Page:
Life in the fast spray zone: Four new endemic tooth-frog species in West African forests
No earlier than last year, did the first, and up until recently only, endemic to Upper Guinea family of torrent tooth-frog come to light. Now, Dr. Michael F. Barej from the Museum für Naturkunde, Berlin, and his colleagues verify the existence of as many as four new highly endangered species. In their study the researchers provide crucial insights for the conservation of the biodiversity hotspot. Their research on the suggested existence of a complex of cryptic (structurally identical) species is published in the open-access journal Zoosystematics and Evolution.
Suffice it to say, the family name derives from the frogs' unique jawbones featuring tusk-like appendages on the bottom jaw and curved upper teeth. Meanwhile, the tadpoles are equipped with a sucker-like mouth. While easy to distinguish from the rest West African tooth-frog families, the species within the group are overall identical. This is the reason why they have all been assigned to the O. natator species for more than a century.
The present analyses revealed an unexpected high molecular variation. This and complementary biogeographical patterns made the presence of additional species in this presumably monospecific (comprising only one species) frog family likely. The description of four new species by Dr. Barej's team is based on combinative analyses of genetics and morphological characters.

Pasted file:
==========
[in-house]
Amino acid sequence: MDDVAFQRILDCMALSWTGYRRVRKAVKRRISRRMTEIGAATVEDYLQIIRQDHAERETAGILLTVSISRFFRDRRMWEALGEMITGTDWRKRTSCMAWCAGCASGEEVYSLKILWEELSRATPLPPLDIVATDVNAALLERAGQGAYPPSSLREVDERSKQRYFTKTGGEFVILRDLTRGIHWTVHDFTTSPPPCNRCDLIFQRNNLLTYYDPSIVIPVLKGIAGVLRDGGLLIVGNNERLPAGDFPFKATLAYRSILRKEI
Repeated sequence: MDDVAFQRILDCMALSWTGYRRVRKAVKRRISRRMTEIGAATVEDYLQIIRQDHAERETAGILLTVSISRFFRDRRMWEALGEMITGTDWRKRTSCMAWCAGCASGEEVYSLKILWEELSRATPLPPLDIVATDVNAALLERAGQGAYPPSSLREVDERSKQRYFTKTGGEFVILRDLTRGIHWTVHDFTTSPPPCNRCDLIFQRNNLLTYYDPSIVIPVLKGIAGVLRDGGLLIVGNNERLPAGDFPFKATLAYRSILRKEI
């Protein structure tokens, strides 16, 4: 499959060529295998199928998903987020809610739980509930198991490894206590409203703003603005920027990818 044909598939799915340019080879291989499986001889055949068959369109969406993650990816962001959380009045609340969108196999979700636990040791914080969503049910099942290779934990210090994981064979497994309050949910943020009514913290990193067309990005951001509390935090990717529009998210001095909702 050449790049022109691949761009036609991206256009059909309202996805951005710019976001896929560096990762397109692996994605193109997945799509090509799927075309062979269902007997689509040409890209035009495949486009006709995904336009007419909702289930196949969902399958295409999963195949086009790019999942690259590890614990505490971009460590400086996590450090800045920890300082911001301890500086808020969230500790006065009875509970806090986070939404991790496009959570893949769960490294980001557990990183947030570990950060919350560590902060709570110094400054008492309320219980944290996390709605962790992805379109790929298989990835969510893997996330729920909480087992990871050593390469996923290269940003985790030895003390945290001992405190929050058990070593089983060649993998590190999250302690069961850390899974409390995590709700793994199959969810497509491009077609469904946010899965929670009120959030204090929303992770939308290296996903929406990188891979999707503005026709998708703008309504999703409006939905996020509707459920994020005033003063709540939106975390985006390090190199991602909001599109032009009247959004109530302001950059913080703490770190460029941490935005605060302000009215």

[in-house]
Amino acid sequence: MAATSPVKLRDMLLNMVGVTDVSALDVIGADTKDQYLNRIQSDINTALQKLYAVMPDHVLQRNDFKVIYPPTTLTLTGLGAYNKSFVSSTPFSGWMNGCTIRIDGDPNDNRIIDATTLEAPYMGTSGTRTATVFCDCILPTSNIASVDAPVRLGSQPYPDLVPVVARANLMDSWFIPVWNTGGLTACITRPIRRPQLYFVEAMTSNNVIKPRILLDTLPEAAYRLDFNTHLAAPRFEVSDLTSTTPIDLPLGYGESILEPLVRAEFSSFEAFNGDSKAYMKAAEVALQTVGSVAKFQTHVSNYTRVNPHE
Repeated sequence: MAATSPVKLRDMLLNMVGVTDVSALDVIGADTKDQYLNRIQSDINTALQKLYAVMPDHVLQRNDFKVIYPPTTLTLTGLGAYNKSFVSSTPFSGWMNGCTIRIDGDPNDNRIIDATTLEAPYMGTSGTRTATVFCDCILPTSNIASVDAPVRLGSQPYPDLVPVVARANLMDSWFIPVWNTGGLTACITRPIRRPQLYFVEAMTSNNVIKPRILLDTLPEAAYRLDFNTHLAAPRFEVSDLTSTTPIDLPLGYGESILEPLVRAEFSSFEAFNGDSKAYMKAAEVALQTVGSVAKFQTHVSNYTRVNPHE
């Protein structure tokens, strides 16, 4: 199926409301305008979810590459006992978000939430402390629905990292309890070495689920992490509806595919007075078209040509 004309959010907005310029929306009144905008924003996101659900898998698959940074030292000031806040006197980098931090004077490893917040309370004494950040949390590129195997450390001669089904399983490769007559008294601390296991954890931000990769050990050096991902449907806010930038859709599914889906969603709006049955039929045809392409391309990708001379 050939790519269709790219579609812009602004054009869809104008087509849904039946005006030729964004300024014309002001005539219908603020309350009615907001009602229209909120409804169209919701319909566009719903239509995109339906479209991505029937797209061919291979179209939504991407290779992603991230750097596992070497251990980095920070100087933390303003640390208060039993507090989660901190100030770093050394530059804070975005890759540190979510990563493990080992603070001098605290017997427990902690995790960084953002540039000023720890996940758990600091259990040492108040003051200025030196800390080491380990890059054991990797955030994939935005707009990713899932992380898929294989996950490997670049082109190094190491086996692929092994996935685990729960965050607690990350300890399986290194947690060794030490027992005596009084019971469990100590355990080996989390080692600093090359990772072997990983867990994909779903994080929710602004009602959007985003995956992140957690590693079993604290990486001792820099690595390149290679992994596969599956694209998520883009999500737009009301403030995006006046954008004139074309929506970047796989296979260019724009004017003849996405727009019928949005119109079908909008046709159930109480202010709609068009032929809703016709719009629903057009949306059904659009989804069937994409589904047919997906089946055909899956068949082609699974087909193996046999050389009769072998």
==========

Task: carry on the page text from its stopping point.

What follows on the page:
The researchers also claim that "recognition and description of species is just a first step which provides the baseline for subsequent studies to gather further data on the ecology or behaviour - or simply: naming does not mean knowing a species".
The presented results call for the IUCN Red List category "Endangered" for all of the newly described species. These frogs occur along strong currents, cascades and waterfalls in the few remaining patches of primary forests in West Africa. The scientists fear that all "West African torrent-frog species are at risk of becoming extinct because of habitat loss in the Upper Guinean biodiversity hotspot, whose "true" biodiversity is still far from being completely known".
The increase of species in this unique lineage and their distribution pattern further encourages other researchers to search for cryptic and undescribed species in the forests of the Upper Guinean biodiversity hotspot. Here the scientists highlight its vulnerability by assessing the morphological variation of all known populations of West African tooth-frogs through molecular techniques.